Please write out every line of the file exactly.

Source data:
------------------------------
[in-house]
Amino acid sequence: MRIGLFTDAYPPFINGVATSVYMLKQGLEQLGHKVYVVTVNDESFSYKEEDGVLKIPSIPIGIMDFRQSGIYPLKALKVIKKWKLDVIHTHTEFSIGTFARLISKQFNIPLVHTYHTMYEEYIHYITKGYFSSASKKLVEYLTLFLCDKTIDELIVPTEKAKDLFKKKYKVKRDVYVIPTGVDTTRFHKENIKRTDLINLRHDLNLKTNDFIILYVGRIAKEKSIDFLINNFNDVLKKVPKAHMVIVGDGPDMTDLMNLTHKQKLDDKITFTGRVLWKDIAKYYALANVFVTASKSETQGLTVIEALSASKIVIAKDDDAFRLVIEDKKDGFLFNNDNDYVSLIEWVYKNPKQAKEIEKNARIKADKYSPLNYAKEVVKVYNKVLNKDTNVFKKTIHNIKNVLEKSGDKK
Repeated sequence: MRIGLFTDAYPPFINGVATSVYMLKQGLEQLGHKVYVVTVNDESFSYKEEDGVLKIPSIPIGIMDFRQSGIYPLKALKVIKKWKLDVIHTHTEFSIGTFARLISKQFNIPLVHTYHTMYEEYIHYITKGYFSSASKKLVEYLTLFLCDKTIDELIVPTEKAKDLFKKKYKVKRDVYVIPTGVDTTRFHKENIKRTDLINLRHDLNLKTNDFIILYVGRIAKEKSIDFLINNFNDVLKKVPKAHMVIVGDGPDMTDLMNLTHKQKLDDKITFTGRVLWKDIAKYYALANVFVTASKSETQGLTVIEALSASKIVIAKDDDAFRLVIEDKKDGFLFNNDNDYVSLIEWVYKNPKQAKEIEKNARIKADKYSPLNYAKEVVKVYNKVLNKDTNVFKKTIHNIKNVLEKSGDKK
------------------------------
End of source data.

[in-house]
Amino acid sequence: MRIGLFTDAYPPFINGVATSVYMLKQGLEQLGHKVYVVTVNDESFSYKEEDGVLKIPSIPIGIMDFRQSGIYPLKALKVIKKWKLDVIHTHTEFSIGTFARLISKQFNIPLVHTYHTMYEEYIHYITKGYFSSASKKLVEYLTLFLCDKTIDELIVPTEKAKDLFKKKYKVKRDVYVIPTGVDTTRFHKENIKRTDLINLRHDLNLKTNDFIILYVGRIAKEKSIDFLINNFNDVLKKVPKAHMVIVGDGPDMTDLMNLTHKQKLDDKITFTGRVLWKDIAKYYALANVFVTASKSETQGLTVIEALSASKIVIAKDDDAFRLVIEDKKDGFLFNNDNDYVSLIEWVYKNPKQAKEIEKNARIKADKYSPLNYAKEVVKVYNKVLNKDTNVFKKTIHNIKNVLEKSGDKK
Repeated sequence: MRIGLFTDAYPPFINGVATSVYMLKQGLEQLGHKVYVVTVNDESFSYKEEDGVLKIPSIPIGIMDFRQSGIYPLKALKVIKKWKLDVIHTHTEFSIGTFARLISKQFNIPLVHTYHTMYEEYIHYITKGYFSSASKKLVEYLTLFLCDKTIDELIVPTEKAKDLFKKKYKVKRDVYVIPTGVDTTRFHKENIKRTDLINLRHDLNLKTNDFIILYVGRIAKEKSIDFLINNFNDVLKKVPKAHMVIVGDGPDMTDLMNLTHKQKLDDKITFTGRVLWKDIAKYYALANVFVTASKSETQGLTVIEALSASKIVIAKDDDAFRLVIEDKKDGFLFNNDNDYVSLIEWVYKNPKQAKEIEKNARIKADKYSPLNYAKEVVKVYNKVLNKDTNVFKKTIHNIKNVLEKSGDKK